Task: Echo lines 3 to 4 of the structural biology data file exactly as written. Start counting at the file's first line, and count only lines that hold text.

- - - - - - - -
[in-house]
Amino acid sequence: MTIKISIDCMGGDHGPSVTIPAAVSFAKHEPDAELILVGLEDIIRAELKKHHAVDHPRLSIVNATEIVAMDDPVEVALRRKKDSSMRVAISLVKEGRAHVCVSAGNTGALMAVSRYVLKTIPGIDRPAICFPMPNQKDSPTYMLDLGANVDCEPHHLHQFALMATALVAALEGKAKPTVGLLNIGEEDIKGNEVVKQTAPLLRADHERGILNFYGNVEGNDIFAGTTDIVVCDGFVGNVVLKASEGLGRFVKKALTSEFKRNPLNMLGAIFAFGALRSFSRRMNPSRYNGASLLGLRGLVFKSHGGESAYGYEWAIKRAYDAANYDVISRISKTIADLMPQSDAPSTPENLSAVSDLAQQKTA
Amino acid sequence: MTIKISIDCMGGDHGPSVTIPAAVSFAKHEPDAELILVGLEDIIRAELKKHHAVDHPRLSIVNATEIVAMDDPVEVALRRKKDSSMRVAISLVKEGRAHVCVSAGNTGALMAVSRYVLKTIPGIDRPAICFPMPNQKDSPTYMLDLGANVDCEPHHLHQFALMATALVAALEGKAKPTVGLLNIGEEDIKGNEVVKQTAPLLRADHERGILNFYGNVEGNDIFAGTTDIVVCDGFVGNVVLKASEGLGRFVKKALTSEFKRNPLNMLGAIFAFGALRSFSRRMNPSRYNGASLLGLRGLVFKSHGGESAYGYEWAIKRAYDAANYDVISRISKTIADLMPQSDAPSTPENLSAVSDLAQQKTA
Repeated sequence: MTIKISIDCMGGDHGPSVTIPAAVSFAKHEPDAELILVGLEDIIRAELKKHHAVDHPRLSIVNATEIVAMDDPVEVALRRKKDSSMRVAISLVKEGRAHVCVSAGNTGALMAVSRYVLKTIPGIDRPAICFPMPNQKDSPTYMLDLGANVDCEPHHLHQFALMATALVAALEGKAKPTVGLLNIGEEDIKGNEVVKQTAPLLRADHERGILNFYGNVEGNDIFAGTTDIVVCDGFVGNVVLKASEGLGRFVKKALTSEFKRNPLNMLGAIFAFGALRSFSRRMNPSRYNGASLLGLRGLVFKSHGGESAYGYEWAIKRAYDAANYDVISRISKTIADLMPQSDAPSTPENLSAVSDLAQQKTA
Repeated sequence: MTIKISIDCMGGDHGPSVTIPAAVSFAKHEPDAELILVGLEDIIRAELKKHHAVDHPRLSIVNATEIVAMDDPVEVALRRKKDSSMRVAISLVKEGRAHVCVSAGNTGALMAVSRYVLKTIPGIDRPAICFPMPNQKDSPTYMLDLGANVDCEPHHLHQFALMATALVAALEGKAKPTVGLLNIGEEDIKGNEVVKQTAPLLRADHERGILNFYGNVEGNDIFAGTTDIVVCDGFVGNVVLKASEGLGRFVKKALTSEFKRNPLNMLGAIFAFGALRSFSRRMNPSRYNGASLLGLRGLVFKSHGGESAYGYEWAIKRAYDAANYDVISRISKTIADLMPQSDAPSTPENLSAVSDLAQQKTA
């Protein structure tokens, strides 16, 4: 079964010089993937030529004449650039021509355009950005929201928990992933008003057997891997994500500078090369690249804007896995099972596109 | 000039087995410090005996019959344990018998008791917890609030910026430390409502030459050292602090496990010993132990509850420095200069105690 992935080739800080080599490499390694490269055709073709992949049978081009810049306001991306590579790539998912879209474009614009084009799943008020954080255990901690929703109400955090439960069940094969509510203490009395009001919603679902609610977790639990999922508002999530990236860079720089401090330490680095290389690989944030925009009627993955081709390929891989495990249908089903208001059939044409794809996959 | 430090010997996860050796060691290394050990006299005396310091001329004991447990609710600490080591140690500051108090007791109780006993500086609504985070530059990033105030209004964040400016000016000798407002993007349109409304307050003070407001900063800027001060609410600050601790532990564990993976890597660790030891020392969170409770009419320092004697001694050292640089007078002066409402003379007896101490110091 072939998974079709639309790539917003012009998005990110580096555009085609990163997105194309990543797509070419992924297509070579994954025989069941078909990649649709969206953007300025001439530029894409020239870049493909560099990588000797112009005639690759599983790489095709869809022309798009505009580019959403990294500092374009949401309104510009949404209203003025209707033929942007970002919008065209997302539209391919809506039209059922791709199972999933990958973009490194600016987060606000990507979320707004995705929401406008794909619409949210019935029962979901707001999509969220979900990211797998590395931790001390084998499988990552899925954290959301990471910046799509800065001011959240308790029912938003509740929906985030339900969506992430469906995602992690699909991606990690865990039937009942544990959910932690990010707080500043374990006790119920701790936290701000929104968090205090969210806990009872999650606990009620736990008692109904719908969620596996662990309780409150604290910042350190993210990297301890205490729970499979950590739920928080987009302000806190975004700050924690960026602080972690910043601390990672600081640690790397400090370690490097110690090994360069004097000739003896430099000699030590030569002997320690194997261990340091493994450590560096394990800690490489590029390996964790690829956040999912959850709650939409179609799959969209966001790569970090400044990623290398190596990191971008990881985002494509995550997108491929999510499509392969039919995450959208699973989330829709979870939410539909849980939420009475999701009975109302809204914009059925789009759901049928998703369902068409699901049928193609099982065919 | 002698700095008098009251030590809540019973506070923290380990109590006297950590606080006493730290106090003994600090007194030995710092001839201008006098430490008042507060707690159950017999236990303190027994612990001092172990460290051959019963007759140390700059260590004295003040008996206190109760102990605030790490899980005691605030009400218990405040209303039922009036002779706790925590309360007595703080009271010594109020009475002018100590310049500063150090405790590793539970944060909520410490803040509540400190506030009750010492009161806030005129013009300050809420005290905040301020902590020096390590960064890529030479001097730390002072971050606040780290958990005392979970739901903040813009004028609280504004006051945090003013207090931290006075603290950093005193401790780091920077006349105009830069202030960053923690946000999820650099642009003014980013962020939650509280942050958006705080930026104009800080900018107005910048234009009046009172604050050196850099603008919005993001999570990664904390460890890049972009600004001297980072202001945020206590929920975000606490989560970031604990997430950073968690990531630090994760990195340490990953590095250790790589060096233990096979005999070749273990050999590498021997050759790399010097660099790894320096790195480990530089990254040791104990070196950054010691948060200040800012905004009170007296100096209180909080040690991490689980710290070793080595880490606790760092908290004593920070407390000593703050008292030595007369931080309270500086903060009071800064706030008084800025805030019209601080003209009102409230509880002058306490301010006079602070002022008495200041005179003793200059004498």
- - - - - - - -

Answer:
Amino acid sequence: MTIKISIDCMGGDHGPSVTIPAAVSFAKHEPDAELILVGLEDIIRAELKKHHAVDHPRLSIVNATEIVAMDDPVEVALRRKKDSSMRVAISLVKEGRAHVCVSAGNTGALMAVSRYVLKTIPGIDRPAICFPMPNQKDSPTYMLDLGANVDCEPHHLHQFALMATALVAALEGKAKPTVGLLNIGEEDIKGNEVVKQTAPLLRADHERGILNFYGNVEGNDIFAGTTDIVVCDGFVGNVVLKASEGLGRFVKKALTSEFKRNPLNMLGAIFAFGALRSFSRRMNPSRYNGASLLGLRGLVFKSHGGESAYGYEWAIKRAYDAANYDVISRISKTIADLMPQSDAPSTPENLSAVSDLAQQKTA
Repeated sequence: MTIKISIDCMGGDHGPSVTIPAAVSFAKHEPDAELILVGLEDIIRAELKKHHAVDHPRLSIVNATEIVAMDDPVEVALRRKKDSSMRVAISLVKEGRAHVCVSAGNTGALMAVSRYVLKTIPGIDRPAICFPMPNQKDSPTYMLDLGANVDCEPHHLHQFALMATALVAALEGKAKPTVGLLNIGEEDIKGNEVVKQTAPLLRADHERGILNFYGNVEGNDIFAGTTDIVVCDGFVGNVVLKASEGLGRFVKKALTSEFKRNPLNMLGAIFAFGALRSFSRRMNPSRYNGASLLGLRGLVFKSHGGESAYGYEWAIKRAYDAANYDVISRISKTIADLMPQSDAPSTPENLSAVSDLAQQKTA